Survey says: District 833 levy renewal would pass
A clear majority of residents would support a renewal of an existing property tax levy, according to a recent independent survey.
The Decision Resources, provided to the District 833 School Board last week, found that 65 percent of those polled would back a levy renewal.
The district plans to hold a referendum renewal this fall and has the option of renewing another existing levy, which expires next year, on the same November ballot.
In addition to levy renewals, which would not alter the amount of taxes collected, the board will consider whether to ask for more money to operate schools. A workshop is set for early June for board members to discuss their options.
There is a good climate to ask for more money, according to Bill Morris of Decision Resources, who presented the findings. More people favor increasing money for the classroom and fewer people support more buildings, he reported.
During the survey, 400 people from random age groups in the school district were interviewed by phone. Only 4 percent of people contacted didn't want to take the survey.
The amount of support found in the survey depends on how the money would be spent. At the top of the "should support" list is keeping small class sizes, and 60 percent support spending to improve security at school entrances. Spending money for more technology, such as increasing Internet broadband width, would also get a thumbs up from voters.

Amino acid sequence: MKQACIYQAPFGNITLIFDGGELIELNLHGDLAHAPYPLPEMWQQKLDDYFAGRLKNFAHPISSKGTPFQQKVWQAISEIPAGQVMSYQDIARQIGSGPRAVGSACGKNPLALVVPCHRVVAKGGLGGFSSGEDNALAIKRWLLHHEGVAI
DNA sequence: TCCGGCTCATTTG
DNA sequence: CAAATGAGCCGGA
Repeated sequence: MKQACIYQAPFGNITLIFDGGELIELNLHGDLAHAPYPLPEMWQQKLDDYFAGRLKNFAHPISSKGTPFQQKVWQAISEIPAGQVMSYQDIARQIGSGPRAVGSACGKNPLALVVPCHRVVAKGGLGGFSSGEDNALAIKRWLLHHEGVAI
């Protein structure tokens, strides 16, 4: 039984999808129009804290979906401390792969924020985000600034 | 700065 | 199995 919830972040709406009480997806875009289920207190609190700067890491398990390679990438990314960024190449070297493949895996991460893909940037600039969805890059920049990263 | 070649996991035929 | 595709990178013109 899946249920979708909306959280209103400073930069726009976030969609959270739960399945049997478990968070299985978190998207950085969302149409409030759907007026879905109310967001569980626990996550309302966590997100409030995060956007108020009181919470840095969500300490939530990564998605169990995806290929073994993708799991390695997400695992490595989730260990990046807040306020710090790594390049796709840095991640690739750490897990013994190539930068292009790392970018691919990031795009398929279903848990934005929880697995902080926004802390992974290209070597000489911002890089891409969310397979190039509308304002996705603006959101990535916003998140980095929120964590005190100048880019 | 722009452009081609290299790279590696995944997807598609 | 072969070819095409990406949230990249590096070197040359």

At the bottom of the list is spending money for "personal devices" such as iPads. Morris calls it the "Stillwater effect." Several years ago a Stillwater middle school provided laptop computers to all students, a move widely disapproved by district residents.
If District 833 School Board members, who have discussed technology and security needs, were to ask for more money to operate schools, and voters like the proposals, they would support a property tax increase of between $30-$50 a year, the survey found. Support is also high for additional mental health services and teacher training for technology.
If building construction or other bricks-and-mortar projects are proposed, support drops to an increase of between $30 to $48 per year.
The survey also found that 22 to 25 percent of respondents won't support any increase for any reason. On the other end, 46 percent would support renewals, more money for classrooms and more building.
When various groups were asked, 41 percent of parents said they would support referendums in general, down from the 2011 Decision Resources survey, and 46 percent of "empty nesters" would support referendums, up from previous surveys.
On the supporting side are 63 percent of Democrats and 29 percent of Republicans. In Cottage Grove, there is 53 percent support, and 43 percent in Woodbury.
Of alumni, 52 percent would support, a number only found in a few districts. Most graduates are in the opposition, Morris said.
In the district, there's a "moderately hostile" tax climate, according to Morris, with half the people stating their total tax bill is too high. But not all blame schools because 47 percent said school taxes were average.
In terms of job performance, 88 percent gave teachers high marks. The school board also fared well with a 71 percent positive rating. The average is 50 percent, Morris said. The superintendent and administration was rated 66 percent positive; the survey industry norm is 55 percent.
Generally, favorable impressions of the district were up over 2011 with 82 percent of people rating the quality of education either good or excellent.
The 87 percent positive response to whether residents were getting a good return on their education investment is the highest in the metropolitan area, Morris said.